– Lee_Dailey
    Dec 9, 2020 at 7:33
  • \$\begingroup\$ @Lee_Dailey, in fact I wanted to write a new script, not to use existing things, and the method you mentioned sounds like a bug... \$\endgroup\$ Dec 9, 2020 at 7:51
  • 3
    \$\begingroup\$ i understand your desire. [grin] as for a bug ... it is exactly what the options mean - mirror empty source to full destination gives empty source and empty destination. so ... have fun playing with a script ...but PoSh will always be slower than any well written utility. \$\endgroup\$
    – Lee_Dailey
    Dec 9, 2020 at 8:08
  • \$\begingroup\$ And I have tried Start-Job, but they just hang in place, they are not working so I used stop-job to terminate them... And still I can't pass to variables to new powershell process started by start-process... \$\endgroup\$ Dec 15, 2020 at 10:37
  • 1
    \$\begingroup\$ why you dont remove the dire complete and recreate him after ? \$\endgroup\$ Apr 25, 2021 at 5:48

2 Answers 2

3
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As pointed out in a comment from @Lee_Daily, reinventing the wheel from an interpreted language like PowerShell will be slower than a native implementation. If your primary concern is speed, use the correct tool for the job. We have a native implementation in robocopy.

It has an option /mir

Mirrors a directory tree (equivalent to /e plus /purge). Using this option with the /e option and a destination directory, overwrites the destination directory security settings.

Below is the robocopy purge method using your framework:

Param(
    [Parameter(Valuefrompipeline=$True, Mandatory=$True)] [String]$Directory
)

Function Fast-Delete {
    Param(
        [Parameter(Valuefrompipeline=$True, Mandatory=$True)] [String]$Directory
    )

    Write-Warning "This Process Will Delete Everything In The Target Directory:  $Directory, Do You Want To Confirm Deletion?" -Warningaction Inquire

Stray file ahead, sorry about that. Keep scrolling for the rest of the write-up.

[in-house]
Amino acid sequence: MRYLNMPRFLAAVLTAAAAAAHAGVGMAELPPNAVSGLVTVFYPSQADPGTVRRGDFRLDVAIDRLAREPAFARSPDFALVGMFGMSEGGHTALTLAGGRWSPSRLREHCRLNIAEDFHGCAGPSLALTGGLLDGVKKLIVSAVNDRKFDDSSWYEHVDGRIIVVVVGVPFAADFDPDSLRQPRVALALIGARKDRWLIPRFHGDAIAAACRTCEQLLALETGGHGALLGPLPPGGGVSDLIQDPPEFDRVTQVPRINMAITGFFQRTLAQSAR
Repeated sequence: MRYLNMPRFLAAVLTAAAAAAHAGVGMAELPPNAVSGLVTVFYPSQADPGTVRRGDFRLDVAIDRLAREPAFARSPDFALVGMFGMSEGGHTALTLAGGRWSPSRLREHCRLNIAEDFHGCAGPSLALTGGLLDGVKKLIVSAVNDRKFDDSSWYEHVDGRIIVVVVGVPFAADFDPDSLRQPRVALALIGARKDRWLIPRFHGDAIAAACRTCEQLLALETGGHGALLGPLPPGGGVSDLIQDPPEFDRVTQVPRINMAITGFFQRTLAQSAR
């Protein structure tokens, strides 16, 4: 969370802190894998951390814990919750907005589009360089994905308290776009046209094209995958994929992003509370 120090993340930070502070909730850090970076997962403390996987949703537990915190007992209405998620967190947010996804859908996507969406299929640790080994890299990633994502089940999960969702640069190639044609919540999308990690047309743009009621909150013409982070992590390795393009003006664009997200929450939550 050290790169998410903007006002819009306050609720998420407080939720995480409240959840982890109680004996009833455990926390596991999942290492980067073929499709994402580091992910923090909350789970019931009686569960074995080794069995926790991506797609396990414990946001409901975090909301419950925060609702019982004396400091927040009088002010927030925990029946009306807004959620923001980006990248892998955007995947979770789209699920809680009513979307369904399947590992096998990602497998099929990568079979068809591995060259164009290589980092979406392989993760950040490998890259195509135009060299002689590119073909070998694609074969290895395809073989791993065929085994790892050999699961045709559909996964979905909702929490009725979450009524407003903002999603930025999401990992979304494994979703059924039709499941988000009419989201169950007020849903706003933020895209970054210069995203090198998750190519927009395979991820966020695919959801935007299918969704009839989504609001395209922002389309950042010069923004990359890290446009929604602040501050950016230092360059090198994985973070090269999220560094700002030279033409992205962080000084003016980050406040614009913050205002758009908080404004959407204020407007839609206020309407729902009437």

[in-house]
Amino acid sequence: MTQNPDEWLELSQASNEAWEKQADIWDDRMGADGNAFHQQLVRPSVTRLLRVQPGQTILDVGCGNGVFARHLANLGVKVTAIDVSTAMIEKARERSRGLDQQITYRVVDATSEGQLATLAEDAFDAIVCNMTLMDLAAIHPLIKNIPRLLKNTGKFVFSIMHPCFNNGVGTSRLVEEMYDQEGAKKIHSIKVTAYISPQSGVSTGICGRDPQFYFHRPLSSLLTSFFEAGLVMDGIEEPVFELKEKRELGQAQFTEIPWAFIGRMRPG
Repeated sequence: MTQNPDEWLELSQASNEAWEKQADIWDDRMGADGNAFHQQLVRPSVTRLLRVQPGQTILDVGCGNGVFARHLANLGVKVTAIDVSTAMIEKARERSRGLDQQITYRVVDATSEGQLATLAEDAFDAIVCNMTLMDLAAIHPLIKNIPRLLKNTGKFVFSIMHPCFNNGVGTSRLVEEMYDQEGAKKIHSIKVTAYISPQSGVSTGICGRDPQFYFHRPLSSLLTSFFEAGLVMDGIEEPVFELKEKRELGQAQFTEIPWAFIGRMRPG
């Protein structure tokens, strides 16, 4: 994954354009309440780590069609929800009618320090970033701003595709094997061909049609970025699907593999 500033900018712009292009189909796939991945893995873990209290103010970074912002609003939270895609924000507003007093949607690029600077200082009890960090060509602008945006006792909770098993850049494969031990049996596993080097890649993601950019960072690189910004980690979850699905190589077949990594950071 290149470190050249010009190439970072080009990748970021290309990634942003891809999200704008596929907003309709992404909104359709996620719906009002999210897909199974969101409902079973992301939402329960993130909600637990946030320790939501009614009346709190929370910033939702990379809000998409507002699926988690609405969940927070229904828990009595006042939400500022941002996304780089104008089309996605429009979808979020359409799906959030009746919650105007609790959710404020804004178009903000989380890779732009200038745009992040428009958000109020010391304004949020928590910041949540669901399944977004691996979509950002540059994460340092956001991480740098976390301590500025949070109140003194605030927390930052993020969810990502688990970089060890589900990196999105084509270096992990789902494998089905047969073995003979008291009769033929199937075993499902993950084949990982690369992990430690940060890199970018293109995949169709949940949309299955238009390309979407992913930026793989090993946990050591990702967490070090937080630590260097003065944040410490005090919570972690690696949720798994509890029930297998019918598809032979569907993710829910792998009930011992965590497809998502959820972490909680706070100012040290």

$emptyDir = GetRandomTempPath
    mkdir $emptyDir

    robocopy $emptyDir $Directory /mir

    Remove-Item -Path $Directory -erroraction silentlycontinue
    Remove-Item -Path $emptyDir -erroraction silentlycontinue
}

Function GetRandomTempPath {
    Do {
        $fullPath = Join-Path -Path $env:TEMP -ChildPath [System.IO.Path]::GetRandomFileName()
    } While (Test-Path $fullPath);

    Return $fullPath;
} 

Fast-Delete $Directory

Save as: Fast-Delete.ps1

Comparison of delete methods (2 GB, 10,000 files in directory):

  • remove-item: 2.4 files/sec average (n=10)
  • /purge : 2.4 files/sec average (n=3)
  • /purge /mt: 2.5 files/sec average (n=3)
  • explorer-based click-delete: 3.1 files/sec (n=30)
  • /mir: 5.5 files/sec (n = 100)
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  • \$\begingroup\$ I don't use PowerShell myself (I'm more of a POSIX shell and Bash user), but it looks to my untrained eye that your suggested code assumes that there's no existing non-empty $TEMP/uniqueemptydirname, without checking. Is there no mktemp available from this shell? Also, I'd guess that the most useful amount of parallelism would depend more on the storage throughput than on the number of CPU threads here. \$\endgroup\$ Aug 20 at 8:47
  • \$\begingroup\$ You are 100% correct in that assumption. I added a function for GetRandomTempPath in PowerShell. It doesn't come with a method like this that I could find. \$\endgroup\$
    – HackSlash
    Aug 22 at 15:45
2
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The foreach-object is not run in parallel by default. You need specify the -Parallel parameter. And the version of Powershell need be greater than 7.0

See Official Blob and Official document